New York chapter members Rose Imperato and I attended the AFL-CIO Women’s Global Leadership Program from March 16 – 19, which ran concurrently with the UN Commission on the Status of Women.
We were among some 40 women union and labor activists, which included auto and domestic workers, an oil rigger, a road builder and writers like us, who attended day-long seminars to strengthen our organizing and advocacy skills in the neo-liberal global economy.
Rose and I found it particularly interesting to learn how labor laws and movements differ from country to country. We discovered the United States has a lot of catching up to do: America remains the only developed country with no paid maternity/child care leave.
Both Canada and the Netherlands are seen as progressive, with laws that require employers to give victims of domestic violence paid leave from their jobs in order to become safe.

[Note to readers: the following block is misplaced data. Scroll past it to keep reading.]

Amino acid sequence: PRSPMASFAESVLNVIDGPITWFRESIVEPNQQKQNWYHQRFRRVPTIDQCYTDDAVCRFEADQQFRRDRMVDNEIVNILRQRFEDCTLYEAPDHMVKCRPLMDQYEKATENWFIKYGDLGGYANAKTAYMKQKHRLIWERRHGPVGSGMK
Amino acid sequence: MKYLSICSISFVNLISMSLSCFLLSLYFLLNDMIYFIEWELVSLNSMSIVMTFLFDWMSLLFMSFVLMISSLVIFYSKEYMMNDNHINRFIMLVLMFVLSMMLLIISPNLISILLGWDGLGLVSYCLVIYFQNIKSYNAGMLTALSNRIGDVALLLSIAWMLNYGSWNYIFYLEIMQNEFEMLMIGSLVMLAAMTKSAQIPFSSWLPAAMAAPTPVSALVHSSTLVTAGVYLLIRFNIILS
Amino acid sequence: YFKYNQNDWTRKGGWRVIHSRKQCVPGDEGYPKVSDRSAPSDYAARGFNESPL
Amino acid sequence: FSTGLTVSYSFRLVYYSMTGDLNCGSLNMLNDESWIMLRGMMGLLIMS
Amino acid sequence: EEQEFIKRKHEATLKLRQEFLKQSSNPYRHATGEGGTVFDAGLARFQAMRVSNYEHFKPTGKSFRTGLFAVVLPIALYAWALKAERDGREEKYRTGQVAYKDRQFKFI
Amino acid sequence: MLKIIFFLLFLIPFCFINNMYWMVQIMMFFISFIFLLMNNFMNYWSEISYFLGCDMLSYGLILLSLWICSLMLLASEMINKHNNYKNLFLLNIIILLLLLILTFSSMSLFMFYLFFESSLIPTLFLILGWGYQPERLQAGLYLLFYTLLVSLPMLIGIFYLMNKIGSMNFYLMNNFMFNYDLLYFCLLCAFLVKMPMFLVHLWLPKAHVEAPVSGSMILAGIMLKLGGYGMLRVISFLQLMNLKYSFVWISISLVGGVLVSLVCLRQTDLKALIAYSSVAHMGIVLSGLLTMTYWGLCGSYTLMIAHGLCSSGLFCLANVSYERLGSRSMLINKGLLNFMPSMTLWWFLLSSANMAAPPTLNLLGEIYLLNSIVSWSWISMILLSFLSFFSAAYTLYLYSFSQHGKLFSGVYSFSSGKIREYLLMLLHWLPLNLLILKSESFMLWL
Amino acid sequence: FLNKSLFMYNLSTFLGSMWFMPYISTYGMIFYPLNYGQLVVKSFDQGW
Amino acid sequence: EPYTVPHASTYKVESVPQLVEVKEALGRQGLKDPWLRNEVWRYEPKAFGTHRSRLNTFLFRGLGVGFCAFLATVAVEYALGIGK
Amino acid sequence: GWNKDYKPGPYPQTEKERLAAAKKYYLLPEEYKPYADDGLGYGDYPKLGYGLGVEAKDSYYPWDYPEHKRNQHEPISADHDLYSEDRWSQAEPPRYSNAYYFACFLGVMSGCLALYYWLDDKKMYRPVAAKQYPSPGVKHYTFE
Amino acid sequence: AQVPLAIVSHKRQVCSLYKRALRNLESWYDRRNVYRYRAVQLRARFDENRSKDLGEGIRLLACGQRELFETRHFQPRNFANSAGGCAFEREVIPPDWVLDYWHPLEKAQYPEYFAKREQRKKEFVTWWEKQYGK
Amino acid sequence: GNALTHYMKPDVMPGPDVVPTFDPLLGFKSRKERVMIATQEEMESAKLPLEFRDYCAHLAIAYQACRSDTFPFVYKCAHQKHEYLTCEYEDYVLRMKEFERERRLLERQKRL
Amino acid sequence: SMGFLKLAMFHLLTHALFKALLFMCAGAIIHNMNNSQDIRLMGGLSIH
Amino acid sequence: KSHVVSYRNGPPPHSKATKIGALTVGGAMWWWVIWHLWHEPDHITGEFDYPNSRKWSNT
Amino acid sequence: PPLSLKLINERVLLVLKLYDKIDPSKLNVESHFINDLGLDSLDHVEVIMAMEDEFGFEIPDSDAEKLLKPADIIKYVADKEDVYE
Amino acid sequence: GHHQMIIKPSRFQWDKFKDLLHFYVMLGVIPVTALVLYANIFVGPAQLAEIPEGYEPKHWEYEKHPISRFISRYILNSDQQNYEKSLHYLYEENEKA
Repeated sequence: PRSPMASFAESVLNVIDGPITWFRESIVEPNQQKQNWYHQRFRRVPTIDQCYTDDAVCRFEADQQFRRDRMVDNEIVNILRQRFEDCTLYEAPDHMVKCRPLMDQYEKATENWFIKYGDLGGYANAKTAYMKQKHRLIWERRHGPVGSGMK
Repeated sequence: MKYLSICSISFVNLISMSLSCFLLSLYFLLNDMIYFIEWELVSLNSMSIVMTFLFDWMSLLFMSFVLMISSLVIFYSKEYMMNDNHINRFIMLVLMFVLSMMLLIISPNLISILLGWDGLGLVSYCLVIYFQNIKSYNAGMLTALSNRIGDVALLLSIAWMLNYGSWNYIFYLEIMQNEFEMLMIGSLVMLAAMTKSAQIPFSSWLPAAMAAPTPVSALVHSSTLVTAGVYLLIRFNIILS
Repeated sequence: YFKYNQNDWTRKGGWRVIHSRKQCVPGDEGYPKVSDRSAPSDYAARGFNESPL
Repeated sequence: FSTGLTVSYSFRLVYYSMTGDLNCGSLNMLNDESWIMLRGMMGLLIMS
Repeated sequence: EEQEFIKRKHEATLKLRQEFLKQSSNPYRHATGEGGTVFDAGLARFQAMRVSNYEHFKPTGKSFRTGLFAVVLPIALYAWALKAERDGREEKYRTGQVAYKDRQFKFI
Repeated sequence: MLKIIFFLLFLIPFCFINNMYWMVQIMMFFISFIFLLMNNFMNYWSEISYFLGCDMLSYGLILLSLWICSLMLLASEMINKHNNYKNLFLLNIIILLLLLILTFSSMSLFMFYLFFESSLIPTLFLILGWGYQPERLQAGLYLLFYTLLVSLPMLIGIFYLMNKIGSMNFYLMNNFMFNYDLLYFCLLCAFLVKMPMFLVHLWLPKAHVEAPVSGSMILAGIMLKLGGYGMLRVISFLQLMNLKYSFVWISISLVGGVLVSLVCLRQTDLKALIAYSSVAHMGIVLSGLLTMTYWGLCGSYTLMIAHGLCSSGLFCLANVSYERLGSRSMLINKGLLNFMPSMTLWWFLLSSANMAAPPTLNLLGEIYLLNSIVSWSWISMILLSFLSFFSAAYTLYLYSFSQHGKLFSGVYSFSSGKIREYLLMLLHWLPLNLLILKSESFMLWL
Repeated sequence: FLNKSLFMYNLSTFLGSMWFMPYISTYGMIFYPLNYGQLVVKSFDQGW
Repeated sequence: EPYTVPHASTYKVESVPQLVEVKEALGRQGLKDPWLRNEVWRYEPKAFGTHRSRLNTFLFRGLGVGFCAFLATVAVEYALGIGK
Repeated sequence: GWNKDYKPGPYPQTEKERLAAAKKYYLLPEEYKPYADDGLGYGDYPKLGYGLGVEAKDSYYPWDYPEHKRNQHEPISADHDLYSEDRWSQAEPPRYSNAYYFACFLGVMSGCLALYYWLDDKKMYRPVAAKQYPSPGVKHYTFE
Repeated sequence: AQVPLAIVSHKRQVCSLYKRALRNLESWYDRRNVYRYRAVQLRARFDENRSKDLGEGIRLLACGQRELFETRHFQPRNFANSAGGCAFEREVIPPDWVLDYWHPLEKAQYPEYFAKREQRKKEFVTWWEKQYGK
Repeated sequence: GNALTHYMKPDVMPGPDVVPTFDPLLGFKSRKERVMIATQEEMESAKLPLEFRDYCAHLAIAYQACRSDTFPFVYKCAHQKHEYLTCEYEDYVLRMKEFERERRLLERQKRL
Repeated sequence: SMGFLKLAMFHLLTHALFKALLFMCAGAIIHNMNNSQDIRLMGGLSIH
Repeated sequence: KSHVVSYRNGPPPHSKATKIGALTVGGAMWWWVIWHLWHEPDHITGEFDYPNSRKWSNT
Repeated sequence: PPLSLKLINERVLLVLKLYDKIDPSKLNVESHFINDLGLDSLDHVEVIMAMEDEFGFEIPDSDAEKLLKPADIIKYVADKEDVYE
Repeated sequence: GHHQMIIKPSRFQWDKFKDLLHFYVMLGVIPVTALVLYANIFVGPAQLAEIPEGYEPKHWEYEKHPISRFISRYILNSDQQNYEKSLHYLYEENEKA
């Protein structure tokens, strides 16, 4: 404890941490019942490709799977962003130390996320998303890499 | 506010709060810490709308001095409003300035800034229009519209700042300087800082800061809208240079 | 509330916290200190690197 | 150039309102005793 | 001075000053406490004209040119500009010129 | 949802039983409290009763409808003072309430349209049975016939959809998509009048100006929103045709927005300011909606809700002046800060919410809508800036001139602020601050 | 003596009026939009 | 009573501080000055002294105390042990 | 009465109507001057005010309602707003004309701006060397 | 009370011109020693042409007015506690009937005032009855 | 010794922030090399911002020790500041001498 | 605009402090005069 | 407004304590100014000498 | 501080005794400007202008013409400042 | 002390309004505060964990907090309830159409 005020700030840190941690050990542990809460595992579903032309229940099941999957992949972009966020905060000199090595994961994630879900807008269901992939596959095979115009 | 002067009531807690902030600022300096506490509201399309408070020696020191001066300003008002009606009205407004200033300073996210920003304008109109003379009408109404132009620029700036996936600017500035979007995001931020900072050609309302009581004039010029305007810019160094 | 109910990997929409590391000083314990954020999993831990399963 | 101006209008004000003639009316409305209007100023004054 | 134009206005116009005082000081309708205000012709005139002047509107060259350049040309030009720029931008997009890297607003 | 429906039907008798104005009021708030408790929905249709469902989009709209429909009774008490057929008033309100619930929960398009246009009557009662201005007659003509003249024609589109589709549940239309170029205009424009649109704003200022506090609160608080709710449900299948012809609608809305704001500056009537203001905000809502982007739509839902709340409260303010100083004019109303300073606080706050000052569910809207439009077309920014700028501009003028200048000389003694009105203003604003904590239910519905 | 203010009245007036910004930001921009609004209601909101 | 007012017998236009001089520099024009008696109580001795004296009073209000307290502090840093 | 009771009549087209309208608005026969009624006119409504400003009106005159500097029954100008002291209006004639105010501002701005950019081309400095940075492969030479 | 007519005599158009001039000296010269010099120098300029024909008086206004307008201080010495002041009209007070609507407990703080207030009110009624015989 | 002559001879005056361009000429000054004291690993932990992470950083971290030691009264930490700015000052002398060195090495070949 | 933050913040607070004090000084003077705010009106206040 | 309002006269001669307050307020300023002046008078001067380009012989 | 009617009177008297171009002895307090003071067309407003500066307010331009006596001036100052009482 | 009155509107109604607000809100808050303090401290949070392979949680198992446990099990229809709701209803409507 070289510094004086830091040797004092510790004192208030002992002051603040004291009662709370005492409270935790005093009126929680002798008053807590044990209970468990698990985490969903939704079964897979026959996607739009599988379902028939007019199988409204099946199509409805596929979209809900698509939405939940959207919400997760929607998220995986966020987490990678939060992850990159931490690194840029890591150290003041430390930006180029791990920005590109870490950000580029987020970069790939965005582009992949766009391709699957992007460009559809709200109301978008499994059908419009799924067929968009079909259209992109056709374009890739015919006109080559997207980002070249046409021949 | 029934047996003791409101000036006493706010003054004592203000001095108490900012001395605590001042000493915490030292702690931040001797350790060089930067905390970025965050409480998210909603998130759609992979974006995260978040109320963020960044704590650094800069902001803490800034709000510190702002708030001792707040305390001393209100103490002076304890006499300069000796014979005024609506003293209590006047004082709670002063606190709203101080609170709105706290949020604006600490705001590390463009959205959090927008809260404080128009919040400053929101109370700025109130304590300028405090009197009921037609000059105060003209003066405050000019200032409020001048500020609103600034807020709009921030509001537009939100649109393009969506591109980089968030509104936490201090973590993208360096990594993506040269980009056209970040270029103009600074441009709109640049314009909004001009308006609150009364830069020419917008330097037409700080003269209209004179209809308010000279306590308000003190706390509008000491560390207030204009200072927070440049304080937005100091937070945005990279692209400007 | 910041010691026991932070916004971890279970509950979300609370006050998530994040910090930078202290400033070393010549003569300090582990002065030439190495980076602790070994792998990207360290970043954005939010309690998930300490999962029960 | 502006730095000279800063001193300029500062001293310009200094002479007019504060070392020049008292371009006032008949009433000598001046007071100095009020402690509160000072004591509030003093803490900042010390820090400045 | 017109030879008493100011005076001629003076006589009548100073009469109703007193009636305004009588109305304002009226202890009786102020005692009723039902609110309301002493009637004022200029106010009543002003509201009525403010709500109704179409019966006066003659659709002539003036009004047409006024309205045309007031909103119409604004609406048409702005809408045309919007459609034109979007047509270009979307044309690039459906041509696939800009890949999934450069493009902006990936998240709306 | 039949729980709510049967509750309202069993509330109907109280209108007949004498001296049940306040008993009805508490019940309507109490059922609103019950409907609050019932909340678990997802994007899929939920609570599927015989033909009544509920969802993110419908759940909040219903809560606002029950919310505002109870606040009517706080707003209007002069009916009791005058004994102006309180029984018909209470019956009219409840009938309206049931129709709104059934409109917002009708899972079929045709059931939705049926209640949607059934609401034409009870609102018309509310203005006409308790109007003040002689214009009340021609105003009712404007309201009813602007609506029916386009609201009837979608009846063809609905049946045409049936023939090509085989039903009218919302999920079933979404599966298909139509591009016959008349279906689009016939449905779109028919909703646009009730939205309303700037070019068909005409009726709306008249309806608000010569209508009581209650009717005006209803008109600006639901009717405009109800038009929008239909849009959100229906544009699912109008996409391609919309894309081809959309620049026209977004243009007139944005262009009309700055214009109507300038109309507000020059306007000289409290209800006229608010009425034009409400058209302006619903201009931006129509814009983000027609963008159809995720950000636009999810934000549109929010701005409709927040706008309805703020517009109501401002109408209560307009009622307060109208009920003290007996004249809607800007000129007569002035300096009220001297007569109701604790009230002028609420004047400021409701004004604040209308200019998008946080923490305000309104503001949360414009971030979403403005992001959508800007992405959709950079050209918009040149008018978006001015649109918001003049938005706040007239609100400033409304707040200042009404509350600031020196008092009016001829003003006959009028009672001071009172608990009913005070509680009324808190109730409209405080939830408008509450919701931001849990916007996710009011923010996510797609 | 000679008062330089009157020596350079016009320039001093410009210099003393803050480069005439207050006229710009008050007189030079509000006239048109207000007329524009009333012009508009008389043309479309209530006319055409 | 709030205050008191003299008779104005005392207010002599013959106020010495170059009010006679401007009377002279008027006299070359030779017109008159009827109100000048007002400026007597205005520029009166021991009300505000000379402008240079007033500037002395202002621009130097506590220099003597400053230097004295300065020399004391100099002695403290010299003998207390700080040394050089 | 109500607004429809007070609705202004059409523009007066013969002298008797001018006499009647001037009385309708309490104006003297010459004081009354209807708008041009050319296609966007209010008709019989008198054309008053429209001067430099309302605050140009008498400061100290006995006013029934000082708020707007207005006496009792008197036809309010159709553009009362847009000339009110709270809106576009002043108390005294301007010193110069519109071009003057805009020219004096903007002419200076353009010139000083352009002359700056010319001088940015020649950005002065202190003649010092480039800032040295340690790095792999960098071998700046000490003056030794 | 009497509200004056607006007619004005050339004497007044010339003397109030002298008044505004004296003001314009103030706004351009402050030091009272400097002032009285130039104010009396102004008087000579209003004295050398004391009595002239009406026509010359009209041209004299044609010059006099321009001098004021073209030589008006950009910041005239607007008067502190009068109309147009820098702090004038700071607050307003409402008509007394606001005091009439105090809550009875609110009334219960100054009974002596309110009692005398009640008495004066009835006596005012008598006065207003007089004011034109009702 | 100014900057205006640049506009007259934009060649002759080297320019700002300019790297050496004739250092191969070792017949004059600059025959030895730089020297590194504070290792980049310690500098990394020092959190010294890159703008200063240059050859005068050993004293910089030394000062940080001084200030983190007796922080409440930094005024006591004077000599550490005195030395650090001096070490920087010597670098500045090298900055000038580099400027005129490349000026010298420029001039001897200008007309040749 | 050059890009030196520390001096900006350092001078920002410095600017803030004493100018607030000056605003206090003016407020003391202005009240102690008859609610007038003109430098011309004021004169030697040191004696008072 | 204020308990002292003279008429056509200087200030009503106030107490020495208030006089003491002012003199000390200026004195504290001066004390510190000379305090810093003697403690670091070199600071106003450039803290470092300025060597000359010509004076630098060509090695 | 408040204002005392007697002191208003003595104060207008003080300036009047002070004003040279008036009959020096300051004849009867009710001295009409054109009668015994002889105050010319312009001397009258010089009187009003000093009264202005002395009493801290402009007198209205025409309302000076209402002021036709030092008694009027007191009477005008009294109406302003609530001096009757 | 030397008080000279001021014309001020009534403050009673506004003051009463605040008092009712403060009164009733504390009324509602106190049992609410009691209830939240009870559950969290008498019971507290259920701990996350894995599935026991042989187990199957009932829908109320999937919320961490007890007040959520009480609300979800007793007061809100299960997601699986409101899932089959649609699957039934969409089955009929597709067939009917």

Conference leaders pointed out that it’s an extraordinarily challenging time for fairness and equity around the world. Chidi King of the International Trade Union Confederation said the ongoing refugee crisis, the Brexit vote in the United Kingdom, and the outcome of the 2016 U.S. presidential election, all appear to be ramping up acts of hostility, discrimination, and harassment in and out of the work place. And women, particularly migrant women, are the most vulnerable of all.
Sophorn Yang, who works in a factory that supplies Nike, is a leader of the Cambodian Alliance of Trade Unions. After she spoke about working conditions in her country, a number of conference attendees went down to a Nike store in Soho to demonstrate and demand that the company adopt humane labor practices.
Rose and I both found the conference profoundly inspiring and exhausting. After resting up, though, we can’t wait to put what we learned into practice.